Renewables First on Behalf of GlaxoSmithKline
Keystone Ecology was commissioned to undertake a Water Framework Directive Assessment of a section of the River Lea downstream of a proposed hydro-turbine system at the GlaxoSmithKline site in Ware, Hertfordshire. Re-grading of the channel was required in order to pass the turbine rated flow without significant loss in hydraulic head.
What did we do?
- Reviewed existing ecological studies (Phase 1 and RCS Report).
- Carried out physical biotope mapping (substrate and flow characteristics), macrophyte survey and fixed-point repeatable photography to determine whether there is potential for deterioration in the ecological status of the channel resulting from the proposed works, to guide mitigation proposals and to act as a baseline for future monitoring.
- Produced a mitigation and enhancement strategy which included the restoration of the existing fish spawning channel on completion of re-grading works to ensure existing value for spawning fish was retained and the enhancement of an adjacent overgrown channel to provide new fish spawning habitat.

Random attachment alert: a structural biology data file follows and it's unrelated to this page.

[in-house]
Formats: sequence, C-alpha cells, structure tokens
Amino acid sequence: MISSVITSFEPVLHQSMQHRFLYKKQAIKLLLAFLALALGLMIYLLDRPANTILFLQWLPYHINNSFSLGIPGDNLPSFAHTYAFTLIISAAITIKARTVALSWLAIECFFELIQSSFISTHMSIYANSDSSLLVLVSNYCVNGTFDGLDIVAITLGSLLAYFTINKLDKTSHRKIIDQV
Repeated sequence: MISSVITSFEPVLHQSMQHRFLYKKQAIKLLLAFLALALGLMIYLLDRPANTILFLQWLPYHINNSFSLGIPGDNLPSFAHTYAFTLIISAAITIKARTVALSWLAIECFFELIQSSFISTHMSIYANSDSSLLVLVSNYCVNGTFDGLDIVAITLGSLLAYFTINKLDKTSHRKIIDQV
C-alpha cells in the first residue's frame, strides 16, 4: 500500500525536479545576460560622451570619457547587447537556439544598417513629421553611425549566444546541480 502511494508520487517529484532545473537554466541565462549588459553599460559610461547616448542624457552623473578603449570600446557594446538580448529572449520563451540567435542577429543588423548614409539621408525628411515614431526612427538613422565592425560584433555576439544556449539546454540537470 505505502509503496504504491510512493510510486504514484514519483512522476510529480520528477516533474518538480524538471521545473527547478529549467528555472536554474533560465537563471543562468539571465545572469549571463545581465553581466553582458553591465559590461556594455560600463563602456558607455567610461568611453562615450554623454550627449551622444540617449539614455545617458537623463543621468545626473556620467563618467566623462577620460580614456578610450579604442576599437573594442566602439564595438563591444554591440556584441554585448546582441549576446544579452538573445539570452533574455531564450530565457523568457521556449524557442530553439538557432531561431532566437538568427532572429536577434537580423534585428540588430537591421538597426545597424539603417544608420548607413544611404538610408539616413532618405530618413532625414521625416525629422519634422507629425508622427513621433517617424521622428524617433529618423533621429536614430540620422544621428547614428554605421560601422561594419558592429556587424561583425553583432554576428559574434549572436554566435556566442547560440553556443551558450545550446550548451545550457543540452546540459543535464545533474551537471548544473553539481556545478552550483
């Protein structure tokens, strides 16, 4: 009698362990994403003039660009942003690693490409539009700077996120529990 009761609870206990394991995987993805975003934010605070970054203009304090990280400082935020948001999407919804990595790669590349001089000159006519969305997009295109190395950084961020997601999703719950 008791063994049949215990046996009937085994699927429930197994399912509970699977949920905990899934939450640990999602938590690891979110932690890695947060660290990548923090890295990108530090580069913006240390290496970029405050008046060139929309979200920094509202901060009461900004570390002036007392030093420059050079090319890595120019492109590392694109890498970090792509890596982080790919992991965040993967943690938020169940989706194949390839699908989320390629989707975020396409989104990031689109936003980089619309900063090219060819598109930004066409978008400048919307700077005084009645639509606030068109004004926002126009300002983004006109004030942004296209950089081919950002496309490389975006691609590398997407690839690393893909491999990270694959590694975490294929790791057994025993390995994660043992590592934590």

- Identified additional ecological enhancement measures including control of Himalayan Balsam, additional native tree planting, construction of an Otter holt, erection of bat boxes, creation of banks suitable for Kingfisher nesting and inclusion of Kingfisher perches in vicinity of suitable nesting areas.
- Designed a post-development monitoring programme to include repeat physical biotope mapping, macrophyte surveys and fixed-point photography.
How did we do it?
- We arranged an initial meeting with the client and the Environment Agency to agree the type of and extent of survey effort required to satisfactorily assess impacts of the proposed hydro scheme.
- Worked closely with Renewables First hydrologists to assess all possible channel modification options and identify the least damaging whilst also achieving the required turbine flow rates.
- Continually liaised with the Environment Agency during the design process mentioned in the point above.
- Used our membership with the River Restoration Centre to gain useful background information of similar schemes nationwide which assisted the design process.
What were the outcomes?
- The final design reduced the extent of re-grading work required overall to achieve the necessary flow rates which reduces costs of the hydro-project.
- Impacts to the section of channel important for spawning fish were minimised by switching the majority of re-grading work to an adjacent overgrown channel of negligible ecological importance.
- The final design should result in maintenance of existing WFD channel status and opening up of the overgrown channel should significantly increase overall biodiversity value of that section of the River Lea.
- We overcame all Environment Agency objections and planning consent was granted.